In recent years, the definition of adventure travel has morphed from hiking up mountains and ziplining through rainforests to include anything that coaxes travelers out of their comfort zones. This can be especially true for family travel, because, as every parent knows, traveling with kids adds a lot of moving parts to any itinerary, and sometimes just getting to your destination in one piece is an adventure unto itself.
With this in mind, I recently tried a sample version of an Adventures by Disney New York City Short Escape vacation, which offers a surprisingly fresh look at some of the city's most iconic destinations and an entire menu of interactive elements that families would have a tough time re-creating on their own.
Our stay began at the InterContinental Times Square, a part of the city that, to be honest, I normally avoid unless I'm holding theater tickets in my hand. But, in fact, our room with floor-to-ceiling windows overlooking Eighth Avenue was sort of like having a giant movie screen on your wall, and the property's amenities and particularly the dining options were above average.
Our itinerary was representative of some of the highlights a family would experience on their vacation package, but Disney staff were quick to point out that the order of activities is subject to change, and that's for a reason. Weather, availability — for example, the group might attend a hit Broadway play on a different night than on the program so that they can get the best seats in the house — and other factors play into the team's determination to present every activity at its optimum moment.
Dancers surprise passengers on the Ride, an interactive bus tour of Manhattan’s most iconic sights with the added treat of “impromptu” performances on the streets of the city. Photo Credit: Kent Phillips
On our first night, we hopped aboard the Ride, an interactive bus tour that was a lot more fun than it sounds. The vehicle is set up so that everyone is facing outward, and the itinerary took in all the sights a new-to-the-city family would expect to see — Times Square, Madison Avenue, the Chrysler Building, Radio City Music Hall and the Empire State Building — but with a twist. At various points along the route, the onboard staff interacted with passersby who we soon realized were part of the show.
Rappers, breakdancers and, at one point near Columbus Circle, a ballet dancer in a tutu and toeshoes performed for us on the sidewalk. My favorite part of those moments was the complete disregard New Yorkers displayed as they walked past people literally doing backflips and pirouettes for our entertainment.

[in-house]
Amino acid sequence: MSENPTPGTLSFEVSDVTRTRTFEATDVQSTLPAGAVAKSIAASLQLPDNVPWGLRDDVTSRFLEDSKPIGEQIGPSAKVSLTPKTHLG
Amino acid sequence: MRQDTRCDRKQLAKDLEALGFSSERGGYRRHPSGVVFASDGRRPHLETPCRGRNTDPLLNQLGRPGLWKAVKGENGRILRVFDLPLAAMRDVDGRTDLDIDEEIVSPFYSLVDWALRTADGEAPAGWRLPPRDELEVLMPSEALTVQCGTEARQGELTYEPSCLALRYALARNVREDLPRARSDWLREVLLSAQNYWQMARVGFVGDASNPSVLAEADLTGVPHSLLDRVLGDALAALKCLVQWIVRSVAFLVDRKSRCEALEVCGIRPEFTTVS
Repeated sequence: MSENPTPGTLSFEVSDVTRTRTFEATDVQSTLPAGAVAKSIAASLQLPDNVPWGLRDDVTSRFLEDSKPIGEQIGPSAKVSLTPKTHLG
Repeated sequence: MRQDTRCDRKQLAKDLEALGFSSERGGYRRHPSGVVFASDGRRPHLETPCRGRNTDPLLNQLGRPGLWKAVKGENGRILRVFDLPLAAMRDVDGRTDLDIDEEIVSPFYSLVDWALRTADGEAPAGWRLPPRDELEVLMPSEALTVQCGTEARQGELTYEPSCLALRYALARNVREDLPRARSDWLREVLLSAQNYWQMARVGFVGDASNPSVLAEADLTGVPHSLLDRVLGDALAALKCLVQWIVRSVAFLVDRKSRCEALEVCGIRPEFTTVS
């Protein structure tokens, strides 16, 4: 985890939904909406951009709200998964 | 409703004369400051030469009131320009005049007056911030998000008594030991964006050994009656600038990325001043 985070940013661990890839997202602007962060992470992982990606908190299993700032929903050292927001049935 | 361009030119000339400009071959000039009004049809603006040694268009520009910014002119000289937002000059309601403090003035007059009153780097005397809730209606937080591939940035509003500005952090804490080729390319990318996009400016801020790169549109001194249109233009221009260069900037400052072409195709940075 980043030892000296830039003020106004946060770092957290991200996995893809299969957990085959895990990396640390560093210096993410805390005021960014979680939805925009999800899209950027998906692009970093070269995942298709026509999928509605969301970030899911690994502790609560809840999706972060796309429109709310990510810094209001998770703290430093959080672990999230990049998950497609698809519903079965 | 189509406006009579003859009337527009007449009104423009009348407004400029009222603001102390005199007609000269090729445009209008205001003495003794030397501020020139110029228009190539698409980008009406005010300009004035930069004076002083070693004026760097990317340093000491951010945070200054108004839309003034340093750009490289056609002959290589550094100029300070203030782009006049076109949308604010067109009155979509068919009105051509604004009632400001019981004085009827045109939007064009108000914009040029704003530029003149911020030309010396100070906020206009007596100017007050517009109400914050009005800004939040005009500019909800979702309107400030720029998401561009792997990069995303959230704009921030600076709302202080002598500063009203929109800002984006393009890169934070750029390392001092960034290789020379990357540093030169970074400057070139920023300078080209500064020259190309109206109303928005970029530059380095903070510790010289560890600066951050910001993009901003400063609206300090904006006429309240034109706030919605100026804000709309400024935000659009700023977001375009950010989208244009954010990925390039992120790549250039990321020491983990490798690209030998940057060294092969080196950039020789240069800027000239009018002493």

The next morning we started early for a Good Morning America Studio Tour at Disney's Times Square Studios, where we had VIP backstage access to the show. We spent time with one of the producers and eventually sat in the audience, where I was selfie distance from Emma Stone, Chrissy Teigen and the show regulars, although audience seating is not always a guaranteed part of the experience.
Short Escape guests get VIP access to ABC’s “Good Morning America” broadcast at Disney’s Times Square Studios. Photo Credit: Kent Phillips
We then set out for a private tour of the New Amsterdam Theatre, a landmark building that was once home of the "Ziegfeld Follies" and where Disney's "Aladdin" is now playing.
The interior of the theater is ornate and beautiful, in keeping with the era when it was built in 1903, and just as fascinating was the story of its 1920s heyday, its near demise and its 11th-hour salvation and restoration. We also got to try on some of the costumes from various Disney theater hits, from "The Lion King" to "Newsies."
For lunch, we stopped at John's Pizzeria, billed as the country's biggest pizzeria and where the decor alone (it was once a tabernacle church) is worth the visit.
Our next stop proved to be more of an adventure for some of us than for others. If you're not someone who typically volunteers to get up on stage and interact with performers, you'll know what I mean. But in fact, our Broadway workshop in a private rehearsal studio, during which we learned a tiny portion of a song and dance from the musical "Frozen," was taught by such exuberant young performers that by the end everyone had fun.
Guests go behind the scenes for a private tour of the beautifully restored New Amsterdam Theatre, once home to the legendary Ziegfeld Follies. Photo Credit: Kent Phillips
Speaking of "Frozen," that night we saw the musical at the St. James Theatre in seats so close to the stage — we were in row four, and some families with younger children were seated in the first row — that I'll be disappointed by so-so theater tickets forevermore.
The full three-night tour also includes a Harlem history tour, the Sept. 11 Museum and Memorial, a stop at the One World Observatory at One World Trade Center and a private tour and dinner at the Tenement Museum on the Lower East Side.
The complete tour is priced from $2,929 for adults, $2,779 for children, including select meals and the services of Disney guides.
In addition to existing New York, San Francisco, Southern California, Wyoming, Barcelona and Rome experiences, Disney is adding Short Escapes adventures to Boston, London and Vancouver next year, and all programs can be stand-alone getaways or add-ons to other vacations.